I'd love to pin down the exact quote that I read someone refer to online where they were talking about Origen, but they didn't cite the exact work of his where he's supposed to have said that the lake of fire judgment would last a thousand years. I know that he said at times that it really wasn't knowable when the wicked would come out, that that knowledge was with the Father alone. But I'm wondering that if there is such a quote where he said that the lake of fire would be a thousand years, if he was simply saying the other in the context of not being able to tell his audience in his way as to when the final ax would fall on the wicked.

As I was preaching that again earlier, it seemed to me as though the book of Revelation were pointing to a thousand year millennial whatever that Satan is bound during, then a thousand year time period where the Second Death has no power over us, and then later you read of us reigning with Christ "for the ages of ages." You can either make the ages of the ages out to be two thousand years, or perhaps Chauncy was right about those who come out of the lake of fire judgment taking their place as our younger brothers in the restoration of the rest of creation, assuming other planets, or at the very least those other demons and fallen angels who might not have accompanied Satan, the Beast, and the False Prophet into the lake of fire.

Sonship's not a total impossiblility to me for the latter born, it was just something that has had me deeply concerned, because of how the Holy Spirit chose to word it in the book of Revelation, about those who overcome will have God for a Father and they'll be His Sons and Daughters. I've always tended to read that into one of St. Peter's comments in 1Peter chapter 1 as well: "If you call Him Father....". But every argument that I was making for the final Restoration earlier today in a Bible study that I shared with a small group was equally pointing to the necessity of their Restoration to Sonship, because "otherwise the Serpent would have won in his initial objectives in the Garden of Eden." But it is something that I'm cautious about asserting without more Scripture to answer this partialist sonship Scripture that I found in Revelation that doesn't seem to want to leave me alone. Were I 10,000,000,000% right about Sonship being an absolute and eternal impossibility for those who are latter fruits, there's still the passage in the book of Isaiah about the eunuchs being given a name better than that of Sons, that may be a part of some latter dispensation of grace that as yet no one has ever foreseen or remotely hinted at in their teachings. If God genuinely never changes, rather than simply having never changed in this one grand purpose of the ages that He's kept in view with us in getting us out of Hell, then He's going to be swearing all new covenants with each of us in about another million or so years about doing this or that to us, in us, and through us, right?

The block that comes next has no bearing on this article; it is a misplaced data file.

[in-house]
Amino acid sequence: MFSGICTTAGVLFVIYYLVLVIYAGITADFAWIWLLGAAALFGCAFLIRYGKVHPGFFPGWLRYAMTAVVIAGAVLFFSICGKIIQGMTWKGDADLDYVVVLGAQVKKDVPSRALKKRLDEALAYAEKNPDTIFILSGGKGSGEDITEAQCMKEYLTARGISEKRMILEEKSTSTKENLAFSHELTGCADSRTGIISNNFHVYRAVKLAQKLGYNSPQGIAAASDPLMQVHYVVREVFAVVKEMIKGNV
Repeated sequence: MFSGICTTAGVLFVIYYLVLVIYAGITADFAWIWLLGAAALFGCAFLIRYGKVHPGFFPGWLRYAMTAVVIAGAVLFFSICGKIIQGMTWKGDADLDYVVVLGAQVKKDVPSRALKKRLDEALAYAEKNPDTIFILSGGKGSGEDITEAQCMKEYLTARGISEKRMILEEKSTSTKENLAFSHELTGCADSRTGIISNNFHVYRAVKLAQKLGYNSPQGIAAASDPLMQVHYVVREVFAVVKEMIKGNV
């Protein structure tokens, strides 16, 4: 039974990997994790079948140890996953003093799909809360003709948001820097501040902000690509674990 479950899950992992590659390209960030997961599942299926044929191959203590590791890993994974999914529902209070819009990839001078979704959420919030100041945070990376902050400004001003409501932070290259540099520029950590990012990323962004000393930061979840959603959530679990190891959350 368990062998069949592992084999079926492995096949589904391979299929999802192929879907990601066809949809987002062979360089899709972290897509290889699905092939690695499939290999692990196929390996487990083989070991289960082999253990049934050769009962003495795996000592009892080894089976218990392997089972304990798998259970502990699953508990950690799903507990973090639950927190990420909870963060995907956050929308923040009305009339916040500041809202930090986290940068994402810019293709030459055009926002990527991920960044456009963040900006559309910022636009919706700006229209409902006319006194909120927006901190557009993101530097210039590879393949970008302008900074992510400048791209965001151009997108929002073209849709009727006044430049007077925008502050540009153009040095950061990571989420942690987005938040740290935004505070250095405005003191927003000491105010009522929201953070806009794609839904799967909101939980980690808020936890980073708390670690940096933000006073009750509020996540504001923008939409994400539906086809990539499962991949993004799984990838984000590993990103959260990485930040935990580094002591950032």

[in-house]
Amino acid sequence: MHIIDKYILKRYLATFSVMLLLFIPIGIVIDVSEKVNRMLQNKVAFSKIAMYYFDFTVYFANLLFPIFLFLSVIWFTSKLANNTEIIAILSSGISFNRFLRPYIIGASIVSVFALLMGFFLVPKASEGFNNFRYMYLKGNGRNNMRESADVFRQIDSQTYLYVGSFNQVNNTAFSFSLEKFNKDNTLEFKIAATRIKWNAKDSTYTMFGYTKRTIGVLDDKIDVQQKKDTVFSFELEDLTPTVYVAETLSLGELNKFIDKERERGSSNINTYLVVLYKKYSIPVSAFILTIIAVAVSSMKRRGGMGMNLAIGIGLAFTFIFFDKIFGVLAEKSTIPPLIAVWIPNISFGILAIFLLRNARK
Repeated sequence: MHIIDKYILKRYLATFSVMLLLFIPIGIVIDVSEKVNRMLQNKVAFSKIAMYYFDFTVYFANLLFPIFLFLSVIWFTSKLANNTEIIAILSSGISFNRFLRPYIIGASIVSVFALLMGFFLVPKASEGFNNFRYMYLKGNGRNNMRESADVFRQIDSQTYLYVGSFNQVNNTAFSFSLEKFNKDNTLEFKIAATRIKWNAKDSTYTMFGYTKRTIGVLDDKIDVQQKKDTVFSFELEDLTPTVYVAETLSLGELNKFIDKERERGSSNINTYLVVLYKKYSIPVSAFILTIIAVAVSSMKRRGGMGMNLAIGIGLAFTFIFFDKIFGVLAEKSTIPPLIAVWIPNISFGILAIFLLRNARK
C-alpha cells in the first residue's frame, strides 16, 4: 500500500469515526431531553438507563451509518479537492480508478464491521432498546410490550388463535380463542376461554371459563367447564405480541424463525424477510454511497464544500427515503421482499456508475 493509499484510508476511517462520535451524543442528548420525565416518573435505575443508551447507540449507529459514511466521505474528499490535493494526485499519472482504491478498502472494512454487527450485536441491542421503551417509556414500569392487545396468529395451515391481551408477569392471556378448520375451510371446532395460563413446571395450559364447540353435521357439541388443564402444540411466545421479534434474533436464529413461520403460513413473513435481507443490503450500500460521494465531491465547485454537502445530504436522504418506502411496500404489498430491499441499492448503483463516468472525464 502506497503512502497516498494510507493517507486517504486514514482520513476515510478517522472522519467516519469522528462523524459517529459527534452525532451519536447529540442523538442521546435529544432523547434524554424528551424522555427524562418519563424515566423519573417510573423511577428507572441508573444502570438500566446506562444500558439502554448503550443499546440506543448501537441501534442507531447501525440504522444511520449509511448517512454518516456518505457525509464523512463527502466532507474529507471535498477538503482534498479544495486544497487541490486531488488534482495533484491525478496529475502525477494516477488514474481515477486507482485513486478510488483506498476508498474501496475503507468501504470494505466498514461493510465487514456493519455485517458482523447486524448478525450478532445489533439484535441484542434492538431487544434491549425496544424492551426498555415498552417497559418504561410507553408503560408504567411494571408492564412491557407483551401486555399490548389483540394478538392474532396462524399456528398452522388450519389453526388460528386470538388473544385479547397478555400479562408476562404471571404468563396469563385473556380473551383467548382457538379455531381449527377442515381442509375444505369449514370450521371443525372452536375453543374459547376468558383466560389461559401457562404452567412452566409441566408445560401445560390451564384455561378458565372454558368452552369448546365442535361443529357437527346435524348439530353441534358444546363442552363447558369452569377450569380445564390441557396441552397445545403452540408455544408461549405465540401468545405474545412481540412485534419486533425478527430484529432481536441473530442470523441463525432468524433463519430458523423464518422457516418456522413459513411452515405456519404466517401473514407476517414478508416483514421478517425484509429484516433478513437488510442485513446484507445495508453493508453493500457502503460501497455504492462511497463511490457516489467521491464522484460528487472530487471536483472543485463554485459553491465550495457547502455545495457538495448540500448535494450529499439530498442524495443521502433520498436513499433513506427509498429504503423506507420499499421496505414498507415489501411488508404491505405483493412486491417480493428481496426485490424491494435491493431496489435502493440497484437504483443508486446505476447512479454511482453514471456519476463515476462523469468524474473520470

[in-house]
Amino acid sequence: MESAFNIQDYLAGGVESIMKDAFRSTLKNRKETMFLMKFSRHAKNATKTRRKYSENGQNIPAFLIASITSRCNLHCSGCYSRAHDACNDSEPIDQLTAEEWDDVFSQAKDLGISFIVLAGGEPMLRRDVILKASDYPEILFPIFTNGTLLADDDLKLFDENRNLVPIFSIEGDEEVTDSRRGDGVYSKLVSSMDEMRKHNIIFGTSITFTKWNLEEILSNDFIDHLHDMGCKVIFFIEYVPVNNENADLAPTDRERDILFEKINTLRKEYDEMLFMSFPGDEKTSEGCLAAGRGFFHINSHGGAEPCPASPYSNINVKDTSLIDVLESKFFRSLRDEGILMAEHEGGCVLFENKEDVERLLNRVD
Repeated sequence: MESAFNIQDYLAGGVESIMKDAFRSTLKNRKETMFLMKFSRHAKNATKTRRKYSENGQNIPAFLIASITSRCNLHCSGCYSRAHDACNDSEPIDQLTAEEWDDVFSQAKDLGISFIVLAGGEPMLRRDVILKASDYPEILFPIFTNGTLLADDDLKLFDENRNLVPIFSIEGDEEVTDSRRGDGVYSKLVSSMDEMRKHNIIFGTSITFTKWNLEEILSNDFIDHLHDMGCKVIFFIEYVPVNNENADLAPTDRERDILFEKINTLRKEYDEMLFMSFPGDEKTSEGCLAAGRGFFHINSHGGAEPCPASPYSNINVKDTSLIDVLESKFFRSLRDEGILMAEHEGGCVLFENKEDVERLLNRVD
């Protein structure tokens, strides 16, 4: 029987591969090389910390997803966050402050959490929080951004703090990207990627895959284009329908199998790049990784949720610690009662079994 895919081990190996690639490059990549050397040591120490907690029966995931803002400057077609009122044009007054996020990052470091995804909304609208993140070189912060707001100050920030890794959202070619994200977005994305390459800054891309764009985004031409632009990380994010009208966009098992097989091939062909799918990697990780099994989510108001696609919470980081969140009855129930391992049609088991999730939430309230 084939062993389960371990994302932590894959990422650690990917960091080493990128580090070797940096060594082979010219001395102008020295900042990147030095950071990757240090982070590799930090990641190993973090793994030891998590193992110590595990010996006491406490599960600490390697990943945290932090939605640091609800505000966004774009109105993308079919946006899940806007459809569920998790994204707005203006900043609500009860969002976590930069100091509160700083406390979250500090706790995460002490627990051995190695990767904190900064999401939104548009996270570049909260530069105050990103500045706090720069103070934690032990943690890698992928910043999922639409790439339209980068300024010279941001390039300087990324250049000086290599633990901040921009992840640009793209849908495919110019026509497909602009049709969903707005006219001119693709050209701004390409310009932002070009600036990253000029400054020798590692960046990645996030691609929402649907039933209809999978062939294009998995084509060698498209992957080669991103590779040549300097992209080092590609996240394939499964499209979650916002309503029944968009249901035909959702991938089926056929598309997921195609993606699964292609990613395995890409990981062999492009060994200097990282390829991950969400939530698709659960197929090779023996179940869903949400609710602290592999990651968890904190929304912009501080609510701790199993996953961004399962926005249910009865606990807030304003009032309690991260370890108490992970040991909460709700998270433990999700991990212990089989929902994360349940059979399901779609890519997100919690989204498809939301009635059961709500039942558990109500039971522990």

Some people will no doubt try to affirm that this message will delay the sanctification of some people and perhaps their salvation as well, and should therefore be regarded as a dangerous heresy. But God has promised to shake the heavens and the earth until the only thing that remains standing is that which cannot be shaken. If evangelistic ministry, as we know it today, would be so easily overthrown by a more indepth knowledge of God's Scriptural intent for the ages, then is what we have going on today in modern evangelism really from God's mind and intent for His Creation? And is it really what Jesus shed His Blood for?

There's no doubt that His intent was to rehead all of Creation through Jesus Christ, but good fruit at the expense of truth isn't acceptable to God according to Jesus' very teachings to the Pharisees, and vice versa. God's House can't be filled to God's satisfaction upon a foundation of misleading advertisements about His purpose, provision, plan, power, love, wisdom, and faithfulness. The chemistry of God's Creation, even in a fallen state will not produce favorable results upon faulty equations supposedly brought forth from Holy Writ. The Scriptures have often been charged with inaccuracy and self-contradiction by infidels. This is primarily due to faulty translations and traditional systems of interpretation that rather than being rooted in genuine humility before God have been rooted in human agendas at the expense of God's precise living Words in the Scriptures. The contradictions are in all of the other systems of interpretation and not in the Scriptures themselves. A defined parameter isn't a contradiction, but a preconceived idea will often find a brick wall when trying to harmonize itself with the Holy Writ where the heart doesn't tremble for righteousness and the manna that will genuinely satisfy.